The Solus Project Review PS4: I’m Lost in Space and I like it

Our world is in danger. After many years of slowing killing it the has time has finally come for us to evacuate very soon. We are looking for other plants to move humanity to.  You have been chosen to be part of a special team of scientists tasked with looking for other inhabitable planets. Many before you have failed and you are a last-ditch attempt at saving humanity. So of course your rocket crashes onto the surface of a planet! This is the back story to The Solus Project a survival horror game that takes place on an alien planet. Can you survive and be humanity’s last hope or will we die just as quickly as you will?

The game starts out with you choosing either a male or female protagonist. The game is full of choice but I hadn’t noticed the repercussions of this choice other than player preference, as it should be. In fact all other choices I made had to do with my survival and how I wanted to approach it. This leads to a very interesting risk reward system. Do you carry food and water for when you get thirsty or hungry? Or do you carry craftable objects like pipes and electronics to make something more? You start with only a few open inventory slots but can expand them by picking up backpacks scattered across the world from other wreckage. In fact a little bit of excitement comes over you every time you see a downed rocket as it means there are goodies and supplies for you. How you prioritize those new slots is entirely up to you. The only noticeable repercussions to your choices seem to be your own survival and by proxy humanity’s survival.

When you first crash, you wake up among the wreckage of your rocket, with the thrusters still burning. You should immediately start looking for items among the scattered remains of your ship. There are pipes, rocks, canned food and metal water bottles. Believe it or not every one of these objects is useful and you’ll come to find you need to carry them with you, sometimes in multiples. Water is a one time deal and the bottles need to be refilled almost regularly at water sources scattered throughout the world. Canned food needs to be opened somehow and it’s your job to figure out how otherwise you’ll starve to death. You’ll also need to stay warm so you’ll need to learn to start a fire otherwise you’ll catch hypothermia. Rain, tornadoes and other natural disasters are all perils you will run into on your journey, so stay alive. Once you’re cozy you’ll need to get some sleep or you can die of sleep deprivation. You will spend the rest of the game keeping up with basic human needs in order to cement your survival. I thought this was a very clever mechanic that other games in the genre don’t take advantage of and really made you feel like death was around every corner. It almost plays out like an intergalactic version of Naked and Afraid minus the nudity.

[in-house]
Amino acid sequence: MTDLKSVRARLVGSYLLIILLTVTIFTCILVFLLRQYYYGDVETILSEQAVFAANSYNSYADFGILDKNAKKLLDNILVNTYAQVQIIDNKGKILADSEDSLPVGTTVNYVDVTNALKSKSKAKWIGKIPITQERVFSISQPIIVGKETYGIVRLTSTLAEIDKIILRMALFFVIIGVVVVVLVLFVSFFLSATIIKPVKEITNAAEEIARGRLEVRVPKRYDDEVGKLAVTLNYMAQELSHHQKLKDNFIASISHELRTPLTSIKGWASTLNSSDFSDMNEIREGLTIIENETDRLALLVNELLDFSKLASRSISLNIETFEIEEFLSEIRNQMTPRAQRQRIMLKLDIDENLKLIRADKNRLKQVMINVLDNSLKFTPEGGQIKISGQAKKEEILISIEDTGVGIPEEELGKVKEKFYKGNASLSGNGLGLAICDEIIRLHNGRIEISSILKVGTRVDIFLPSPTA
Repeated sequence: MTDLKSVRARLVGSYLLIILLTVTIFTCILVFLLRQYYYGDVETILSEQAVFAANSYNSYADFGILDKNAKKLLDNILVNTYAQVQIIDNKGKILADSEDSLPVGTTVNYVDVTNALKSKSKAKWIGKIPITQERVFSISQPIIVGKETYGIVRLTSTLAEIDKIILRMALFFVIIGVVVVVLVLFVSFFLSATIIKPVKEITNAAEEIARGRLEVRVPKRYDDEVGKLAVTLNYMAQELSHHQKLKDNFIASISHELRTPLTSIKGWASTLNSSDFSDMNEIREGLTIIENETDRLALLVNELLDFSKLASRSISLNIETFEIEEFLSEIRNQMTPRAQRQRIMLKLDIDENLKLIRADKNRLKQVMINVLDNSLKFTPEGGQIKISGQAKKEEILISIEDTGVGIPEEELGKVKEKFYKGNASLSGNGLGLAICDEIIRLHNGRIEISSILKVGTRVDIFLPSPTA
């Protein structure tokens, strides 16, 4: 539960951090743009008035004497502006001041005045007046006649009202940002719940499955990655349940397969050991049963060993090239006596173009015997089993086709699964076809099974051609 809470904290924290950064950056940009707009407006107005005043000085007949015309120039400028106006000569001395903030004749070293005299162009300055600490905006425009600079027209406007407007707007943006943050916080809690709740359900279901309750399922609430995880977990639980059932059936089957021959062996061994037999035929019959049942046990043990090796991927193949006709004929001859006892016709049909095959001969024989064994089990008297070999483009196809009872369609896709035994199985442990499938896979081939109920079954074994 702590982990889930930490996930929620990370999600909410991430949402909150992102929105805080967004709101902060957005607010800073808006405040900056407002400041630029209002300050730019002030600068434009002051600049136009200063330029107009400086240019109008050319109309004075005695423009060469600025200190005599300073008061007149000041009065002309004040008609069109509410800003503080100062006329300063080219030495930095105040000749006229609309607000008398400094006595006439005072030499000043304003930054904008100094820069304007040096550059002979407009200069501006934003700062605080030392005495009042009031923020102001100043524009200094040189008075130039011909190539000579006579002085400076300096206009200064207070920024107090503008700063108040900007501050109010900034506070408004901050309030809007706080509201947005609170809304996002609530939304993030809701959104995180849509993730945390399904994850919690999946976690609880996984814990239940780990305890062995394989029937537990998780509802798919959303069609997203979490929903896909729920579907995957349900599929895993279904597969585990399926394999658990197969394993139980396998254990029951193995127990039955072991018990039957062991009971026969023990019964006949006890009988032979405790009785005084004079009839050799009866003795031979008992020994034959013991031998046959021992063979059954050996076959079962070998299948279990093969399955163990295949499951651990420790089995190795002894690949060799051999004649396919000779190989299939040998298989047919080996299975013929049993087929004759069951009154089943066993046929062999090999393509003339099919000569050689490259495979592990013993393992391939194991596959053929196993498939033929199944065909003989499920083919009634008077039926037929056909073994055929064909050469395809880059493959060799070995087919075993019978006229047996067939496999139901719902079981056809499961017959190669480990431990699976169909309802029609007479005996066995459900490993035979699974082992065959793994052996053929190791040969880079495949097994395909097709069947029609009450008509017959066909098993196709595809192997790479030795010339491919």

I know what you’re thinking at this point, I can not play the game and do those things on my own preset player character that I call myself. The Solus Project offers a vast sense of exploration to go with it. Huge beaches and mountainsides to explore and try to find a suitable place for the human race to call home. I won’t spoil the story but there is plenty to see and do across multiple islands and caves. The greatest trick the game pulls off is the sense of a huge open world while being totally linear. You are free to explore the world but your next objective is usually along the beaten path. This isn’t a bad thing, in fact it’s quite impressive considering you never really feel forced onto the path. I would say that you feel compelled to travel the path more than anything else. Along the way you will find plenty of puzzles, forcing you to think outside the box on some of them. I think this adds a whole other level to the feeling of survival that the game pulls off so well. Last but not least the graphics are gorgeous. The level of detail put into making the world seem foreign to humanity is top-notch, all while keeping a sense of something familiar. Great job Teotl Studio and Grip Games. You know you’ve made an impressive experience when graphics are the last thing I mentioned and they are just as fantastic as everything else.

All in all I have to say I really enjoyed my time playing The Solus Project. It gave me the feeling of what it would really be like if I crash landed alone on another planet. The atmosphere has a very creepy underlying ambience to it and I loved it. You always get the feeling that something just isn’t right. The game does such a good job of making you feel like you’re about to die that you aren’t even upset that the game doesn’t really have enemies per say. There is no direct combat in the game whatsoever and to be honest it doesn’t need it. The developers did such a great job crafting the game I didn’t miss it at all. This is a true gem of a game and I highly recommend it. Especially considering it’s only $20. The game definitely has an indie feel but enough of a big budget vibe that they could have justified raising the cost and I still would recommend it. Just overall a very solid experience.

Score: 8.5 out of 10 Great!

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